A conviction for domestic violence fourth degree assault could imperil your status in this country and chance to become a U.S. citizen, if that is what you wish to do. However, there are possible ways this case could be resolved that would not trigger deportation or other immigration consequences. Make sure you work with a criminal defense attorney who is well-versed in the immigration consequences of criminal convictions and has an idea how to resolve this case in an "immigration-safe" manner, if you do not decide to proceed to trial.
A person who is not a US citizen and who is convicted of or pleads guilty to a charge involving domestic violence against certain persons, including a spouse, is generally deportable from the US.
Violating a no contact order generally has the same deportable effect.
Your attorney needs to know that you are not a US citizen.
You need to make sure that you do not plead guilty to or is convicted of a criminal charge involving domestic violence.
There are ways to resolve the charge without a conviction against you.
There may be reasons that the charge would be dismissed.
You need to review the specific facts with your attorney to find out your legal options.
First time offenders usually do not serve the full maximum sentence. However, that is not your main problem since you are not a US citizen. Regardless of the sentence, any conviction of domestic violence of a spouse can be a basis for deportation.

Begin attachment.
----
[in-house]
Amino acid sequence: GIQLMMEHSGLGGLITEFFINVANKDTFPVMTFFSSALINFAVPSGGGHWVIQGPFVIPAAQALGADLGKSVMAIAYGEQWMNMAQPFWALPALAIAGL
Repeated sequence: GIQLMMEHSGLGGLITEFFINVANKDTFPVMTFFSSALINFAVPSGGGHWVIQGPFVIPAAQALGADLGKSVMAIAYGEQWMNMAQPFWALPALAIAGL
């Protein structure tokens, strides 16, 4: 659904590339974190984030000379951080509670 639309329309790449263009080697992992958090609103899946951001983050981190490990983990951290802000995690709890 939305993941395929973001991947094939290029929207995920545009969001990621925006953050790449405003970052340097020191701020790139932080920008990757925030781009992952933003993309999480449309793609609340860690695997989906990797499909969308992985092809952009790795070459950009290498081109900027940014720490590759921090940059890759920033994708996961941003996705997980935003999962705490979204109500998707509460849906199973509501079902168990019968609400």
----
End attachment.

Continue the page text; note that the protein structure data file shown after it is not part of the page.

In WA, in cases involving domestic violence against each other, spouses generally cannot refuse to testify based on spousal immunity. There may be other legal bases for a spouse to decline to testify. The spouse would need to be represented be an independent attorney.
If you are low income, you are entitled to a public defender who is an attorney paid by the government.
As a non-citizen, you MUST talk with your lawyer carefully, and probably have him or her consult with an immigration lawyer about the ways of resolving a case without facing deportation. A conviction WILL make you deportable. So the stakes are much higher than a year in jail and a $5,000 fine, which generally would never be imposed for a first offense. If you cannot afford a lawyer, get a public defender and INSIST that they clear any advice with a knowledgeable immigration lawyer. If you can afford to retain counsel, please find someone with experience in this area. There are a variety of options, but they must be handled carefully with a focus on the possible immigration consequences. Good luck.